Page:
5. The temple can also inspire people to recognize it as the preserver and protector of sacred spiritual knowledge, and the center for educating people in it for those who can humbly approach it. The temple can be viewed as the center for the secret knowledge that can hardly be found anywhere else, and which can give a person the means for point number 6.

6. Understanding your true, eternal spiritual identity and connection with the spiritual strata. This only has to be reawakened by being guided in the Vedic formula and process, a part of which is observing the activities in the temple which helps make things easier. Why is this secret knowledge? As it is described by Lord Krishna in the Bhagavad-gita: “This knowledge is the king of education, the most secret of all secrets. It is the purest knowledge, and because it gives direct perception of the self by realization, it is the perfection of religion. It is everlasting, and it is joyfully performed.” (Bg. 9.2)

This means that it is a natural process of purifying or spiritualizing our consciousness so that we can actually perceive that which is spiritual. It is not a mere dogma that must be followed without understanding or without question. But that we advance according to our own development until we eventually reach direct perception of the self. There are few processes that can do that. Nonetheless, just by following the path we can attain the supreme spiritual peace, which is something that is not easy to find. As Lord Krishna also explains in the Bhagavad-gita: “In this world, there is nothing so sublime and pure as transcendental knowledge. Such knowledge is the mature fruit of all mysticism. And one who has achieved this enjoys the self within himself in due course of time. A faithful man who is absorbed in transcendental knowledge and who subdues his senses quickly attains the supreme spiritual peace.” (Bg. 4.38-39)

Now tell me, where else can you find this kind of advice? This is the significance of this sort of information from the Vedic culture, which everyone should understand. This brings us to point number seven.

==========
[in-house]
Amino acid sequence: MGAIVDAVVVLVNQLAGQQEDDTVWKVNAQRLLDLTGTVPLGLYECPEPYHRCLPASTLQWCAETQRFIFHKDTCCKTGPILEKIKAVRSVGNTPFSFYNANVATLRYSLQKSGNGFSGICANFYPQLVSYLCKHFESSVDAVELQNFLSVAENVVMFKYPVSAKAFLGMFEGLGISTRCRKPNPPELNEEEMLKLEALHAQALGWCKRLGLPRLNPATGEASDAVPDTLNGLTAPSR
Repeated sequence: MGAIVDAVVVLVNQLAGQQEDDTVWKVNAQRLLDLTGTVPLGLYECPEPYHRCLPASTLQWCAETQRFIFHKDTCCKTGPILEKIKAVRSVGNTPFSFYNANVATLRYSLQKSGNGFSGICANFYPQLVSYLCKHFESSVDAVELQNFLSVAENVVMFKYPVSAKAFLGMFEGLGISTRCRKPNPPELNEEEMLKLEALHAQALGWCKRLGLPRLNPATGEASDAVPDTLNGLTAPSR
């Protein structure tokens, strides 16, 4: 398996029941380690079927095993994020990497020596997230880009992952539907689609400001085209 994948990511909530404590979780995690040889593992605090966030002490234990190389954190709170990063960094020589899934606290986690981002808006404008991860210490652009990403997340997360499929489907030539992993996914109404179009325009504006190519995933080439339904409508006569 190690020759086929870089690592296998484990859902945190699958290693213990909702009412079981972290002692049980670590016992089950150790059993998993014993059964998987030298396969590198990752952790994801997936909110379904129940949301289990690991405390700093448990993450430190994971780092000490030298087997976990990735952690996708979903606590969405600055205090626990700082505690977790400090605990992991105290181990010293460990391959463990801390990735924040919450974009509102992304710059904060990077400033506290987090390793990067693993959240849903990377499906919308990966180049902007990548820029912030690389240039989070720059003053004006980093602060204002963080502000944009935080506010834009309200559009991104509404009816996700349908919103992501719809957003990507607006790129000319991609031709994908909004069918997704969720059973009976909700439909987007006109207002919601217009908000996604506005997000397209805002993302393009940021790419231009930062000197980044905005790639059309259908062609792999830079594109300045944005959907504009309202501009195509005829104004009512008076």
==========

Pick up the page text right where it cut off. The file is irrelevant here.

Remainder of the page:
7. When a person fully understands all that we have described so far, and especially when one begins to experience the higher taste of such spiritual practice, then he or she will also help in the operation of the temple in some way. This will not only be for his own continued progress and spiritual development, but he will be inspired from within to work for the development of all others in order to give them the same opportunity to experience this deep Vedic culture. There is also no faster way to develop spiritual merit than to assist or help make arrangements for the spiritual progress of others.

 

ADDITIONAL WAYS TO DO THIS

This list should also pave the way to brainstorm to develop new ideas for expanding this purpose of the temples. For example:

1. There can also be Festivals of Inspiration, or festivals to celebrate the Dharmic tradition. Holding such festivals, either combined with other holy days or not, can bring people together to celebrate the Vedic path, and to become more inspired by what it has to offer. Such festivals at the temple can have special events and guest speakers to present such topics as:

A. The history and significance of the tradition;

B. How to overcome certain problems while on the Dharmic path;

C. How to raise or have a spiritual family;

D. How to increase one’s progress on the Vedic spiritual path;

E. How to be practical and realize deeper levels of spirituality.

2. Home study groups, where people get together for basic classes and discussions to help everyone become more familiar with the philosophy, get acquainted with others on the path, enjoy that uplifting association, and also serve prasada, sacred food, and savor a comfortable environment with others that are like-minded.

3. Special classes that outline instructions for home activities in the practice of Vedic spirituality, such as how to establish a prayer and meditation or temple room in the house, or how to engage in a process for one’s own spiritual practice or sadhana at home, etc.

4. How to engage in outreach programs to reach the local community, or how to share your own experience of Vedic culture with other people you meet so they can appreciate it and become more curious about it, or even invite them to visit the temple to see it for themselves.

5. Develop more ways to involve the youth.